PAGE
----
OSU Urban Arts Space's current exhibit of works from the graduating class of MFA candidates presents a variety of contemporary art mediums and practices. As an exhibit, "Mirage & Rainbows" is all over the place, and that's one of the most exciting elements in walking through the space.
OSU Urban Arts Space’s current exhibit of works from the graduating class of MFA candidates presents a variety of contemporary art mediums and practices. As an exhibit, “Mirage & Rainbows” is all over the place, and that’s one of the most exciting elements in walking through the space.
There are massive installation pieces, a collection of miniature ceramics by Jonathan Fitz, a color wheel made from toy-gun molds and a mutated Jesus bust.
Attendees will see unconventional sculptures by Gun Young Kim in recognizable, if distorted, forms adjacent to a Rube Goldberg-ian installation (“Echo of Motion” by Andrew Frueh) that the artist will be interacting with.
There is video and technology-focused work and an installation using an amalgamation of architecture, photography and distorted carbon-paper geometrics. One artist has even created a work that uses human breath to reach its full capability.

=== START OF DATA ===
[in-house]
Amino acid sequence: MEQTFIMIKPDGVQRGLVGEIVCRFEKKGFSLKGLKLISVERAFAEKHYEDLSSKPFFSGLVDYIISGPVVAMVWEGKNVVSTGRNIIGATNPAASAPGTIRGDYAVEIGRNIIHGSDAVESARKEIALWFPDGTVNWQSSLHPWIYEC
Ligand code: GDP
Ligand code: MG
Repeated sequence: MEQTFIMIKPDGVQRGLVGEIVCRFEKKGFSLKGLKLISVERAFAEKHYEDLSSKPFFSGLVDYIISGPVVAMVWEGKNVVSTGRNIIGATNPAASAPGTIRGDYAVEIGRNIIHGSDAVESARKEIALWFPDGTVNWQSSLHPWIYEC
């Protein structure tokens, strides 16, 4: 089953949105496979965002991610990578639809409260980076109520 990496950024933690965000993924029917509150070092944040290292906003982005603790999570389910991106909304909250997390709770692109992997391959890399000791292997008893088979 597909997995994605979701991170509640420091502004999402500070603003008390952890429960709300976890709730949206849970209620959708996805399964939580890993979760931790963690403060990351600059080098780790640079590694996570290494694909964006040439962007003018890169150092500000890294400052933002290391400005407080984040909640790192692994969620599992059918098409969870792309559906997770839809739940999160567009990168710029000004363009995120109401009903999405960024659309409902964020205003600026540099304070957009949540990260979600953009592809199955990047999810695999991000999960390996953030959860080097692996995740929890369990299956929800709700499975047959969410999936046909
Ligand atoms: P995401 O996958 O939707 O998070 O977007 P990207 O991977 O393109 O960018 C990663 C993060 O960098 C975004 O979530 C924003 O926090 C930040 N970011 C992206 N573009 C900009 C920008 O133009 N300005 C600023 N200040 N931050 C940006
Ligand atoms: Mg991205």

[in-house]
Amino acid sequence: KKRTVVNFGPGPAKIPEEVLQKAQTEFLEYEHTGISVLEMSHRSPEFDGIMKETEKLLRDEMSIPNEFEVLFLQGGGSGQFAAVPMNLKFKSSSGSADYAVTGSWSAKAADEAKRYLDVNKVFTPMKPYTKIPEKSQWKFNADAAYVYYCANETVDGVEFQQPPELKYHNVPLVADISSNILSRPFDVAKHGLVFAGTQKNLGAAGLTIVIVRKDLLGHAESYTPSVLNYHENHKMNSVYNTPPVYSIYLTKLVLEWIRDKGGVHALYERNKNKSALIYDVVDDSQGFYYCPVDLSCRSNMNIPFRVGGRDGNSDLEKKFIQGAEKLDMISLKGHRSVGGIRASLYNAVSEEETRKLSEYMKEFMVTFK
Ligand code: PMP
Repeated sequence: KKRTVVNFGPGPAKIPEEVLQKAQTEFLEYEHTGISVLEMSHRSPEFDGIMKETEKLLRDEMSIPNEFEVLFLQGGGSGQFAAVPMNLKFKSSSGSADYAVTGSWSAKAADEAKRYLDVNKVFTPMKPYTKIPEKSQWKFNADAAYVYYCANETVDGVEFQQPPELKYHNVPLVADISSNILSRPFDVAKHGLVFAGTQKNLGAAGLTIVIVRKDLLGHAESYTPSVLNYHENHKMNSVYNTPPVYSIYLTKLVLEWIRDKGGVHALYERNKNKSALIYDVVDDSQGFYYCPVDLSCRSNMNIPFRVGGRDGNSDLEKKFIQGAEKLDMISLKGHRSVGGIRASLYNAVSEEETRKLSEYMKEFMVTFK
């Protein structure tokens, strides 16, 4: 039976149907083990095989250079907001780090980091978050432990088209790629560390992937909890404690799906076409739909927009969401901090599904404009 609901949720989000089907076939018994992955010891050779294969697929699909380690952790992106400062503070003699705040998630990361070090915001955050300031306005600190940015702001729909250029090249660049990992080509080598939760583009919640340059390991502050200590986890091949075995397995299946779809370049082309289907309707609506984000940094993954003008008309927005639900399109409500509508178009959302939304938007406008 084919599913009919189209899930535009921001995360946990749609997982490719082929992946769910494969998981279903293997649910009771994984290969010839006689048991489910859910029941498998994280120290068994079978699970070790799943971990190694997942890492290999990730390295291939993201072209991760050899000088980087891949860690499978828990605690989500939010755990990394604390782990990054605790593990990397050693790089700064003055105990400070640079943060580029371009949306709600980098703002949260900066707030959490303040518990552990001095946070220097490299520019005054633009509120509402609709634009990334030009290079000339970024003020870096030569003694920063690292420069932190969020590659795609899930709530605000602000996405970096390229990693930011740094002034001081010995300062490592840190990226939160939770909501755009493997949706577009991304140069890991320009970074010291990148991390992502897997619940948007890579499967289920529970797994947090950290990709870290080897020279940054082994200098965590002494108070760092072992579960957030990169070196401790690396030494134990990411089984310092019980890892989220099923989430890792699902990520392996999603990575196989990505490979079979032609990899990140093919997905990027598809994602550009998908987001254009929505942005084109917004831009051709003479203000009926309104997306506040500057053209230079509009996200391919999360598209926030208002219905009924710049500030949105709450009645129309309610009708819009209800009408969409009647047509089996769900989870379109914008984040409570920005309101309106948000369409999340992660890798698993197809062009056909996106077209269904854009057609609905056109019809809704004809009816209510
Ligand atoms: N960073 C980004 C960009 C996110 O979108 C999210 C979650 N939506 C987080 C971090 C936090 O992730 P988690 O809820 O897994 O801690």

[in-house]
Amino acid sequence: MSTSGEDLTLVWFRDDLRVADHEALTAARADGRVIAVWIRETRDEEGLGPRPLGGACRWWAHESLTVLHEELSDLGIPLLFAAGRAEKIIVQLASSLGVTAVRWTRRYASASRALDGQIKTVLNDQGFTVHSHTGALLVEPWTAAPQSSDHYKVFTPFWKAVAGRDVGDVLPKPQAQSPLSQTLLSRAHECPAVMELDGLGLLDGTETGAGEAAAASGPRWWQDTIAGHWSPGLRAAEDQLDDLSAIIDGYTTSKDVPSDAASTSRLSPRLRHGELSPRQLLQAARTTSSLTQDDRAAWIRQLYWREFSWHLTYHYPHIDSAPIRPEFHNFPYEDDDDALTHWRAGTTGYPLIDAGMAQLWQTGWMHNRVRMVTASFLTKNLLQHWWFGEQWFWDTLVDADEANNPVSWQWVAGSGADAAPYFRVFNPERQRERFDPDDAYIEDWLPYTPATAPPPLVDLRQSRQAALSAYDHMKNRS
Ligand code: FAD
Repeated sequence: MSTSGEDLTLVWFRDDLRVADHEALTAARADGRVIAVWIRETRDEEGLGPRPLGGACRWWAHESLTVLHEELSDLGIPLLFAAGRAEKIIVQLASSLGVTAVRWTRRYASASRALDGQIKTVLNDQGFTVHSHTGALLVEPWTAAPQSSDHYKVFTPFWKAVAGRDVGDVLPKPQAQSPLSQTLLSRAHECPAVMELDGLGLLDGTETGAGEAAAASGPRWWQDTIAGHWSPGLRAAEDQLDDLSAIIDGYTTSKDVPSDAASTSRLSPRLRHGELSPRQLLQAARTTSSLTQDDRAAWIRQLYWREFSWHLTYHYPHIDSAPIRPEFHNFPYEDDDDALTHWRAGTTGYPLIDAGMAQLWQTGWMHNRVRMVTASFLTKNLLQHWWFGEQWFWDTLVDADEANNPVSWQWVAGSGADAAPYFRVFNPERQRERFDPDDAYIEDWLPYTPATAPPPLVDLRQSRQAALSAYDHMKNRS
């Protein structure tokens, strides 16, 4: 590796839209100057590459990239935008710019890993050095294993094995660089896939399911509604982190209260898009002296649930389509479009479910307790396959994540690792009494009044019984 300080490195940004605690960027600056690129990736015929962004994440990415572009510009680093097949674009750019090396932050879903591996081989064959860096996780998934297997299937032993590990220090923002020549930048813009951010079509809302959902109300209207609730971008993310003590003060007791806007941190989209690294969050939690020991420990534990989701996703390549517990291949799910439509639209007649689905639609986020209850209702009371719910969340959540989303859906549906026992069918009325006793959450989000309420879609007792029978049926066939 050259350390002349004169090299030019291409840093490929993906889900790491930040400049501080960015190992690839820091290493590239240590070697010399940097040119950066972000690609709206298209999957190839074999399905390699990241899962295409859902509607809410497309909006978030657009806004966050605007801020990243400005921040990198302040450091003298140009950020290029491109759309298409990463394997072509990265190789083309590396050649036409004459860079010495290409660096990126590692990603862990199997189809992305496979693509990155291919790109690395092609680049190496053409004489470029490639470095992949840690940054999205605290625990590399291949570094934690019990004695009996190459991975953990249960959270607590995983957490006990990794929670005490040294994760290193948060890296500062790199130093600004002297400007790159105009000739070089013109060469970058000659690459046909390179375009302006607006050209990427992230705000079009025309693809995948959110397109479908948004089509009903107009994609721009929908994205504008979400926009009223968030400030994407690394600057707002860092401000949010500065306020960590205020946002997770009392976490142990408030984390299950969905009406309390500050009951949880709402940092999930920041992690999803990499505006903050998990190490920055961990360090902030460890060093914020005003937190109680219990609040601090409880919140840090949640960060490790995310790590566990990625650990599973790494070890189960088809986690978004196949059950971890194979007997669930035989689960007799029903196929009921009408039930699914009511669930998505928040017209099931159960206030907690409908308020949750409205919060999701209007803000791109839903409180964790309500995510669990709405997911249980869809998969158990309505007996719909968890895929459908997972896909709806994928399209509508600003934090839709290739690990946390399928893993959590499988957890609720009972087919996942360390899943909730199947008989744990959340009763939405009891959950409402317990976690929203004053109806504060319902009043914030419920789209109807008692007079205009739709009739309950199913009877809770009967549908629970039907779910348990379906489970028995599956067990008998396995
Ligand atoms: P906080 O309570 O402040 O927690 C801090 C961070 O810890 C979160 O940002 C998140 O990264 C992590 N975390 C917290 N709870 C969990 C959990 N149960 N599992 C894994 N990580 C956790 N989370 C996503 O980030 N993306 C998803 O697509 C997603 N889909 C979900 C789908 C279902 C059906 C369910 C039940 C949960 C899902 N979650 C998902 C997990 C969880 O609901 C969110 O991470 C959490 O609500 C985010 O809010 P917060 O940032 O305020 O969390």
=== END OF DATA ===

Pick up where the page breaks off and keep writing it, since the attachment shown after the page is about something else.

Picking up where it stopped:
It’s nearly impossible to fully explain the diversity (and distinct creativity) from the 17 artists, many with multiple works.
One of the most intriguing works is the installation “Between Two” by David Knox, a printmaking major. It’s a large Plexiglas piece with stenciled words that are applied using the oils from human skin. To fully see the words, the viewer must exhale on them with a person on each side exposing related words like “here” and “there.”
“It’s really this moment of bringing people together or finding out what this space is right [between them],” Knox said. “It’s a small space that we’re never really interacting with people.”
“White Not, Wet Not” by Amy Ritter is another piece that blends elements of art history (repetitions of classic Roman sculpture) with unusual materials (cardboard, cement and prints from a Kinkos) to create dozens of nudes of Ritter. The sizes are as varied as the nudes themselves; some are androgenized, others are more traditional. All of them gaze directly at the viewer, pulling them in.
“There’s a whole bunch of classical and modern meets a little bit of [a subtle] feminist motif,” said Ritter. “[The] figures are looking back at you, looking for viewer connection, but there’s also a theme of self-love.”
“Mirage & Rainbows” fills the OSU Urban Arts Space with so much diversity it can actually be disorienting, yet the entire exhibition is compelling through this effect.
Photo credit Ada Matusiewicz